If you’ve ever paid $10 for an Uber ride to the cocktail lounge in the evening and then a “surge priced” $50 for the same distance Uber ride back to your home only a few hours later around closing time, you understand the dynamics troubling shippers in today’s capacity constrained transportation market. In an environment where transportation is at a premium, customers often find themselves at the whims of those possessing the means to provide transport in a timely fashion. Like the couple who needs to get home to relieve their babysitter, shippers under pressure to maintain supply chain velocity are forced to pay the premium for expedited transportation.
These days, truckload capacity is in exceptionally high demand, driving rates to ecstatic heights. While shippers have always had periodic exposure to the spot market for expedited shipments, in this constrained environment, they’re being forced to rely on it with greater regularity as tenders are more frequently rejected. In 2018, tender reject rates have reached as high as 25% in late July, and although they’ve fallen to nearly 14% more recently, that’s still a significant volume of freight moved via the spot market.
Unsurprisingly, carriers are feasting on their advantage in this atmosphere. Many are leveraging technology to time their offers of capacity to optimize profitability. Though they’ve always relied on internet load boards, posting services and other tools determine when and where loads are available, today they’re leveraging these technologies to “lie in wait” for opportunities to optimize their margins. Shippers unable to efficiently and effectively communicate with their carrier base are still “dialing for trucks” while the clock ticks down on their “must arrive by date” and they’re paying the highest premiums.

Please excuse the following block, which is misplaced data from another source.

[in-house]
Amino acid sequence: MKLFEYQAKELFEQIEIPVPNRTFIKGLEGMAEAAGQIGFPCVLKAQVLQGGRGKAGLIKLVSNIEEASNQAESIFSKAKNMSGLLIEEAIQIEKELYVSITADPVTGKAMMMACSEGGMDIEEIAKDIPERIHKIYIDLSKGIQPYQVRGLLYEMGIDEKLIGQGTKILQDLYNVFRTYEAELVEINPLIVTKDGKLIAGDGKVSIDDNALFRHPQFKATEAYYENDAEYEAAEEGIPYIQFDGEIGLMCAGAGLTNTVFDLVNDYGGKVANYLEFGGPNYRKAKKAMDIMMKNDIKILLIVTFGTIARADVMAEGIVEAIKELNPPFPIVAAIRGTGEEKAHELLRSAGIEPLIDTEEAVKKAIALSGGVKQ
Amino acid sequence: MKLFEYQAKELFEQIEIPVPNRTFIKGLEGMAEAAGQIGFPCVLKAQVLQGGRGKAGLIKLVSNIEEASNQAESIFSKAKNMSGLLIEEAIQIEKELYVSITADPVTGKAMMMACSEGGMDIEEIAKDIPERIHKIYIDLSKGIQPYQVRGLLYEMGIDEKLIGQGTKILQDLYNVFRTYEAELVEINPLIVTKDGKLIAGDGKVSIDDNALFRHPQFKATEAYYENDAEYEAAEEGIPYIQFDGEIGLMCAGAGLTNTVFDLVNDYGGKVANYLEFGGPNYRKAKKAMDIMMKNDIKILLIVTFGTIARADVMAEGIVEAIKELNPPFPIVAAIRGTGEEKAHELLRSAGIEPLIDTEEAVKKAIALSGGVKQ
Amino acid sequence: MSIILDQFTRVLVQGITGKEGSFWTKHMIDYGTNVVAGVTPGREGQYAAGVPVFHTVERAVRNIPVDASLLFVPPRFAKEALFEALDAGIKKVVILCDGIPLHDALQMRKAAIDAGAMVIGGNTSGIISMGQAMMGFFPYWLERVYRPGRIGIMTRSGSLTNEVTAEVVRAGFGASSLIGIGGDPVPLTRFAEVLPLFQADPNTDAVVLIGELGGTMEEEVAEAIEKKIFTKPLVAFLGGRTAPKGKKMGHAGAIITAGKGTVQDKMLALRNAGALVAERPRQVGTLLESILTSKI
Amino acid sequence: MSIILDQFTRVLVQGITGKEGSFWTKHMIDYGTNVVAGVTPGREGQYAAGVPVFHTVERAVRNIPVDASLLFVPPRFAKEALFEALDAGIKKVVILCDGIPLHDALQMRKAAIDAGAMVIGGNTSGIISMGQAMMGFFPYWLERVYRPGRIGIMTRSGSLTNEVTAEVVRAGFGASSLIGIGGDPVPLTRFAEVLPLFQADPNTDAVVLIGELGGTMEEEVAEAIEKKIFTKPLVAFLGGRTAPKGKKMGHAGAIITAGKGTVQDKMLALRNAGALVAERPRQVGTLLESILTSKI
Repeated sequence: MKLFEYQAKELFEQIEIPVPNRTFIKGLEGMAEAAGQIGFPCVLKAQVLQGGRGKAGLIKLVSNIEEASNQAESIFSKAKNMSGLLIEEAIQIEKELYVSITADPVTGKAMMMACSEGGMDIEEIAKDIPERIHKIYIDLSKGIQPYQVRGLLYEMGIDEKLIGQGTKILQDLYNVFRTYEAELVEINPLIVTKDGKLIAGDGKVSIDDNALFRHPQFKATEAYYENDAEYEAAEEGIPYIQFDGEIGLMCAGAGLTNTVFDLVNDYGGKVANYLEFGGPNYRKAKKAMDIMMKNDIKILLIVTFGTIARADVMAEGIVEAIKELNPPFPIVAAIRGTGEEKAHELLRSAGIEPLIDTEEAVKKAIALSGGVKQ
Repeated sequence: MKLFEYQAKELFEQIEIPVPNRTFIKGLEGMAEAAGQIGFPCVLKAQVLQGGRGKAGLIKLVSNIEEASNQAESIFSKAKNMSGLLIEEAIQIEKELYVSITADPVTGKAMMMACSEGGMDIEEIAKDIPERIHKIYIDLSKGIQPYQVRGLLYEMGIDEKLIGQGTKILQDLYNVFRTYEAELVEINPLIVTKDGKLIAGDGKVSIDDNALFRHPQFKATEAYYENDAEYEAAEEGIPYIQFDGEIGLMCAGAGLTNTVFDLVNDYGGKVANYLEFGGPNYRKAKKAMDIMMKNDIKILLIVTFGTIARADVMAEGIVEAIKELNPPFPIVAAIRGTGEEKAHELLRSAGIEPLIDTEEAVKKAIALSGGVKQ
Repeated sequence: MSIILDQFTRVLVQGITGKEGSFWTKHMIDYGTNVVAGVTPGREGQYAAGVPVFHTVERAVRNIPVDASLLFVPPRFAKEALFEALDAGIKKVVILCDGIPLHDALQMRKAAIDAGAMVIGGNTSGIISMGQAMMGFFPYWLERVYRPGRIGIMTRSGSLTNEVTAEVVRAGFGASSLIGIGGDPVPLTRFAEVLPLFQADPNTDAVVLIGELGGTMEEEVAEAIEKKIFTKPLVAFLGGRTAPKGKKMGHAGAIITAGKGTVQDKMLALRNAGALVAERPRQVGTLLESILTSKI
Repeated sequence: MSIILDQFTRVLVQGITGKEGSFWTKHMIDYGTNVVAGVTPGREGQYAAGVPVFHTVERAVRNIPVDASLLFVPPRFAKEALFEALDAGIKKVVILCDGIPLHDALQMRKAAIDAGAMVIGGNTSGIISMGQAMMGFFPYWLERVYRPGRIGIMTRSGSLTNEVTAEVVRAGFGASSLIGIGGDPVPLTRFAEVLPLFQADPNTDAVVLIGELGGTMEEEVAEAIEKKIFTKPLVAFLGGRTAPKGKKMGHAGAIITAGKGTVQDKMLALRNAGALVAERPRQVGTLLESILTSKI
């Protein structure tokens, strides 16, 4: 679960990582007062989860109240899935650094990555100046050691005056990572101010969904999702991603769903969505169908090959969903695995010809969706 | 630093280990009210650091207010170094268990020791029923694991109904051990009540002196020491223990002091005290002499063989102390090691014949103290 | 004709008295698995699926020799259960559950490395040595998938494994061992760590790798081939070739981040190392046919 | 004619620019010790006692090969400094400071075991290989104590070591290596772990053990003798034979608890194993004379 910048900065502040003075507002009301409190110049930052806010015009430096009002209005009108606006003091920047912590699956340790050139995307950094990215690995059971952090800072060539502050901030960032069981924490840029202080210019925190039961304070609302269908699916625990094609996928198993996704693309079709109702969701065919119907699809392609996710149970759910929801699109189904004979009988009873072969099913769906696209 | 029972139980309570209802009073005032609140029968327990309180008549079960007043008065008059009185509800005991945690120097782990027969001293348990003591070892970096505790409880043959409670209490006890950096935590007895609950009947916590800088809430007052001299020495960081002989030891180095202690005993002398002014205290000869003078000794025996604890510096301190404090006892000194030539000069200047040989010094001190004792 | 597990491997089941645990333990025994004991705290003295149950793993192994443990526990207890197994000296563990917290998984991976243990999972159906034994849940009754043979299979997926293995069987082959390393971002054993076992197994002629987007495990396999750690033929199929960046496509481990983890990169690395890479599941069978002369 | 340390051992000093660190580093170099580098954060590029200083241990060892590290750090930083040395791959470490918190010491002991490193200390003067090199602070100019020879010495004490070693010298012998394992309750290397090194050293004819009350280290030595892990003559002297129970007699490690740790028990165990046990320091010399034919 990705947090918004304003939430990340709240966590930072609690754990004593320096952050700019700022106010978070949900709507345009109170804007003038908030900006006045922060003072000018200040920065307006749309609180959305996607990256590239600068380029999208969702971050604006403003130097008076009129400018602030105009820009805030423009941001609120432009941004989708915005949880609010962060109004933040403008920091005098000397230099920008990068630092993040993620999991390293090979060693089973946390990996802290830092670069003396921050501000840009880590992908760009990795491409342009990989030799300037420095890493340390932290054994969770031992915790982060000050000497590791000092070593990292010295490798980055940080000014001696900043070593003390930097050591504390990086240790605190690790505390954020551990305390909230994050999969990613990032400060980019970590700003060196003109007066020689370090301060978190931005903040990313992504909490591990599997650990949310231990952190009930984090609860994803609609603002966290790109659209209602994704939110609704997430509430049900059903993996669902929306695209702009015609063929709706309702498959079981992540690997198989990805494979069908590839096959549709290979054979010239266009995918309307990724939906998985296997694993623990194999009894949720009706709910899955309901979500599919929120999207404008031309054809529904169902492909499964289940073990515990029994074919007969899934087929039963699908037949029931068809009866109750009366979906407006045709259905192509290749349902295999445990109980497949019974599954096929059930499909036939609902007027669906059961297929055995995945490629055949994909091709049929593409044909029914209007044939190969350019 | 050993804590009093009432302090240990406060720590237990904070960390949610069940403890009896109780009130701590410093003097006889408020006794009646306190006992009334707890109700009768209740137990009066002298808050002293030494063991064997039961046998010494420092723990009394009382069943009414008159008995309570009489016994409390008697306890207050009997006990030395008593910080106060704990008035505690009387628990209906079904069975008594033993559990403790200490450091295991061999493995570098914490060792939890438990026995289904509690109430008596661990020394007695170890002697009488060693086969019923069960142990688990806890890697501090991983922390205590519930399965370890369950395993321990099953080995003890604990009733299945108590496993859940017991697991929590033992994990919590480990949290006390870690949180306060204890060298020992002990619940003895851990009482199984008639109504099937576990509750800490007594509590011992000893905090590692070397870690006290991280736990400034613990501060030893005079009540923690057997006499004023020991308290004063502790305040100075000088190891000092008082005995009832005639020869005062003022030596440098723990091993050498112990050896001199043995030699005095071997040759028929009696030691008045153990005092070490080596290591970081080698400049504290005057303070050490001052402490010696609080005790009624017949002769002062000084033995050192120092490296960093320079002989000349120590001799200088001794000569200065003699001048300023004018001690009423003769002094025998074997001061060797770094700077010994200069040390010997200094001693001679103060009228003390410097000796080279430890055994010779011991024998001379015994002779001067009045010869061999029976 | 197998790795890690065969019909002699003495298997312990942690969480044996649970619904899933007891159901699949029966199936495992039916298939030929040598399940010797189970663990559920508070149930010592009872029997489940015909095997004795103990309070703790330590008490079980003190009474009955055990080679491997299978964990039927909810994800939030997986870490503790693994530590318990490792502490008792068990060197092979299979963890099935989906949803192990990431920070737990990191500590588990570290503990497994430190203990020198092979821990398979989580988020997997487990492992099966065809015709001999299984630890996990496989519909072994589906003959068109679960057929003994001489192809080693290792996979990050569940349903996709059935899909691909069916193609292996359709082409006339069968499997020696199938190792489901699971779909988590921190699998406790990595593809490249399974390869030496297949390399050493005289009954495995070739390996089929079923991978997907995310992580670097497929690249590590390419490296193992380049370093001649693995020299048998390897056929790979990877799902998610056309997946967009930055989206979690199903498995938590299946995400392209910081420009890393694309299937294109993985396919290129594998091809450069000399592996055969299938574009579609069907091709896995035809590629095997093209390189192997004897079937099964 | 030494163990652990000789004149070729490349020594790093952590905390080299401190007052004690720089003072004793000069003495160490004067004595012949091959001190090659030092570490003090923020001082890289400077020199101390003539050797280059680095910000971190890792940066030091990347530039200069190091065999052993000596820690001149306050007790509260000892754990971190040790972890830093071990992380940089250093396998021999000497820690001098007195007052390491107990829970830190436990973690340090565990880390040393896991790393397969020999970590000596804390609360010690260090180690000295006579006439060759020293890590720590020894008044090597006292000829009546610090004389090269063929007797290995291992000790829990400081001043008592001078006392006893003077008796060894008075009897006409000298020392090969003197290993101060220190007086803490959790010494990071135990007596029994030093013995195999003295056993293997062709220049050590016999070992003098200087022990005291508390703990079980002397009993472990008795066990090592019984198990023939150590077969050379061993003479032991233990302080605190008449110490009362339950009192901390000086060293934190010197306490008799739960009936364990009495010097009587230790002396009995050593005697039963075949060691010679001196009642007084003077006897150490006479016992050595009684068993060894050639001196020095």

Sadly, the outlook for relief in terms of either easing capacity or falling rates remains troubling. In August, the Cass Freight Index reflected a 6 percent increase on shipments, a brutal 17 percent increase in shipper expenditures, and 10 percent hike in truckload linehaul rates. Journal of Commerce’s William Cassidy urges shippers to avoid setting their hopes too high for any relief in 2019. Cassidy writes, “After rising by double digits in 2018, US contract truckload rates could rise a more modest 5 percent on average in 2019.” While the projected reversion to that modest 5% increase would be welcomed and feel like relief in comparison, rates at this level will still eat into a shipper’s margins and drag on profitability.
Bucking this trend is a daunting proposition and even those large volume shippers that are already embracing powerful logistics IT solutions to more efficiently manage spend, like transportation management systems (TMS), fleet tools, optimizers and others, are still frequently overpaying greatly for spot moves.
With the trend firmly favoring ongoing rate pain for shippers despite investment into tech solutions, what, if anything, can a shipper do to buck the trend and bend the cost curve back downward toward a sane level of spend?
The Solution for Capping Rate Growth and Beating Capacity Constraints